Osprey, Pandion haliaetus, atop a Norfolk Island pine across the street from the Snook Nook, Jensen Beach.
I love words as much as birds, so let’s do some etymology.
The genus name Pandion derives from the mythical Greek king of Athens and grandfather of Theseus, Pandion II. The species name haliaetus comes from Ancient Greek haliaietos ἁλιάετος from hali- ἁλι-, “sea-” and aetos άετος, “eagle”.
The origins of osprey are obscure; the word itself was first recorded around 1460, derived via the Anglo-French ospriet and the Medieval Latin avis prede “bird of prey,” from the Latin avis praedæ though the Oxford English Dictionary notes a connection with the Latin ossifraga or “bone breaker” of Pliny the Elder.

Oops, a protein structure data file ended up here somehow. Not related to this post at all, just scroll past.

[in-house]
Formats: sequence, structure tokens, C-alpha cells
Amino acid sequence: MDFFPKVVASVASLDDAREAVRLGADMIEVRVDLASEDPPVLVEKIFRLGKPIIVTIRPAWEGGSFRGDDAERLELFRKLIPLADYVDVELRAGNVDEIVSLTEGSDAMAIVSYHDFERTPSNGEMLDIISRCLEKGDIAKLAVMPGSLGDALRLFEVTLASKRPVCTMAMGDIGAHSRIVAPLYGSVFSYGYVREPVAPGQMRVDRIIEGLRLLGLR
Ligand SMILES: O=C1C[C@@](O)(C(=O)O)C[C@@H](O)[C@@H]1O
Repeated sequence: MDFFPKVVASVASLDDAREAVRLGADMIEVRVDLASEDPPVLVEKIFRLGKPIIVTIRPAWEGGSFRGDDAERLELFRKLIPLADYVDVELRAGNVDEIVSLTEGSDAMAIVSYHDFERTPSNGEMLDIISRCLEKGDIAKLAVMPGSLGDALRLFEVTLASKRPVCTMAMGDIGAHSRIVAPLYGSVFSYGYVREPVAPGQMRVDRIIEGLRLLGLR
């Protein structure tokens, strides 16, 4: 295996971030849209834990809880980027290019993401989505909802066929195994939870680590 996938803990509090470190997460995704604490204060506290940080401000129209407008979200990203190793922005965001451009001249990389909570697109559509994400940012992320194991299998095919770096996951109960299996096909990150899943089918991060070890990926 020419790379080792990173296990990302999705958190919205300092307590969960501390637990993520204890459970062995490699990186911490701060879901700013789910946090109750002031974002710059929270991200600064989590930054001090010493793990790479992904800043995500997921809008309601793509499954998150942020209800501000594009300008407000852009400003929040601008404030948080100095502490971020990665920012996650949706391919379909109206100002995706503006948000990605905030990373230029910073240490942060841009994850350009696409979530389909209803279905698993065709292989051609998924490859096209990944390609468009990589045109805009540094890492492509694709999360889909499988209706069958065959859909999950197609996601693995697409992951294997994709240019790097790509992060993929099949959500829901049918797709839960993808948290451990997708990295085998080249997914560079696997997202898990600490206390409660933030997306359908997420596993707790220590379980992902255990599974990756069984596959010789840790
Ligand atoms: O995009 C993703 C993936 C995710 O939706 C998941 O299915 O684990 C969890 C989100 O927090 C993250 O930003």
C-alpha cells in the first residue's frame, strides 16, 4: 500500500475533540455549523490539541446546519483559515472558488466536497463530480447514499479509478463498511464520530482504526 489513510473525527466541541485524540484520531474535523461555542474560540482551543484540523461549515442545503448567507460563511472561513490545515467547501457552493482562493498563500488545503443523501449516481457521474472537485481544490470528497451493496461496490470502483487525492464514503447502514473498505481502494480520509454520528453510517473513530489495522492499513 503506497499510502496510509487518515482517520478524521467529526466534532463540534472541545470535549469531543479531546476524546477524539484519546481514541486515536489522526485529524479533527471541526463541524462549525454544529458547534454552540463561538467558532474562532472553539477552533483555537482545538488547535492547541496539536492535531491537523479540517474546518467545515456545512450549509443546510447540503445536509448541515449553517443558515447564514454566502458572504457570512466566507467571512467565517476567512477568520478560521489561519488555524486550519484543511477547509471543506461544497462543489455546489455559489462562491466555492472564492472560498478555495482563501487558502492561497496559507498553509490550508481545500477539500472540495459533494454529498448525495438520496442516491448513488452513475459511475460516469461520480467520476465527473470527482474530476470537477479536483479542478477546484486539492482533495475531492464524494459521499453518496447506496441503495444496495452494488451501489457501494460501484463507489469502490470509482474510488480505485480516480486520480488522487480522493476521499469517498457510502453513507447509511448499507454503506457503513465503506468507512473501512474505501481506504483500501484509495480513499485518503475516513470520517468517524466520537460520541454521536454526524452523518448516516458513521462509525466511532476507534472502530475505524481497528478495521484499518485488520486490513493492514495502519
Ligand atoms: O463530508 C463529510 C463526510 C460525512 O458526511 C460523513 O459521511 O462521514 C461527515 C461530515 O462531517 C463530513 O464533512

With a 50- to 71-inch wingspan, Ospreys are similar in size to the largest hawks and falcons.
And did you know?…
The osprey is the second most widely distributed raptor species, after the peregrine falcon. It has a worldwide distribution and is found in temperate and tropical regions of all continents except Antarctica. In North America it breeds from Alaska and Newfoundland south to the Gulf Coast and Florida, wintering further south from the southern United States through to Argentina. It is found in summer throughout Europe north into Ireland, Scandinavia, Finland and Scotland, England, and Wales though not Iceland, and winters in North Africa. In Australia it is mainly sedentary and found patchily around the coastline, though it is a non-breeding visitor to eastern Victoria and Tasmania.
Plate 81, Fish Hawk, or Osprey, by John James Audubon. (Source)